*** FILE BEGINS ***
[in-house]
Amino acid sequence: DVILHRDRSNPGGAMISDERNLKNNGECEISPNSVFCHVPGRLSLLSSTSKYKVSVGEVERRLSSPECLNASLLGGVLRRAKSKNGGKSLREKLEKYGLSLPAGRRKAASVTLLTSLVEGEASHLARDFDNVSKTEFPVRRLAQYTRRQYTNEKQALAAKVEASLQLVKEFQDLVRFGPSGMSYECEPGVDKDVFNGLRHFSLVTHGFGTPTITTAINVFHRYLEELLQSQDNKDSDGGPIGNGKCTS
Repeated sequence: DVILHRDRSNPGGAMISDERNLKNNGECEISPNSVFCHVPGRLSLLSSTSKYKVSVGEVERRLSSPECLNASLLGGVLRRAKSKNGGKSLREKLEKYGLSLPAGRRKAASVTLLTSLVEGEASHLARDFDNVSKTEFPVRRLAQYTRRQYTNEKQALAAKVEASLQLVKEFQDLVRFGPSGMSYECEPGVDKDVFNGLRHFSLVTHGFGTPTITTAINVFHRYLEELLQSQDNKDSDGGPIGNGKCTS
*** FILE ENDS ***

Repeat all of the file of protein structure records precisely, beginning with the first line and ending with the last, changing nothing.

[in-house]
Amino acid sequence: DVILHRDRSNPGGAMISDERNLKNNGECEISPNSVFCHVPGRLSLLSSTSKYKVSVGEVERRLSSPECLNASLLGGVLRRAKSKNGGKSLREKLEKYGLSLPAGRRKAASVTLLTSLVEGEASHLARDFDNVSKTEFPVRRLAQYTRRQYTNEKQALAAKVEASLQLVKEFQDLVRFGPSGMSYECEPGVDKDVFNGLRHFSLVTHGFGTPTITTAINVFHRYLEELLQSQDNKDSDGGPIGNGKCTS
Repeated sequence: DVILHRDRSNPGGAMISDERNLKNNGECEISPNSVFCHVPGRLSLLSSTSKYKVSVGEVERRLSSPECLNASLLGGVLRRAKSKNGGKSLREKLEKYGLSLPAGRRKAASVTLLTSLVEGEASHLARDFDNVSKTEFPVRRLAQYTRRQYTNEKQALAAKVEASLQLVKEFQDLVRFGPSGMSYECEPGVDKDVFNGLRHFSLVTHGFGTPTITTAINVFHRYLEELLQSQDNKDSDGGPIGNGKCTS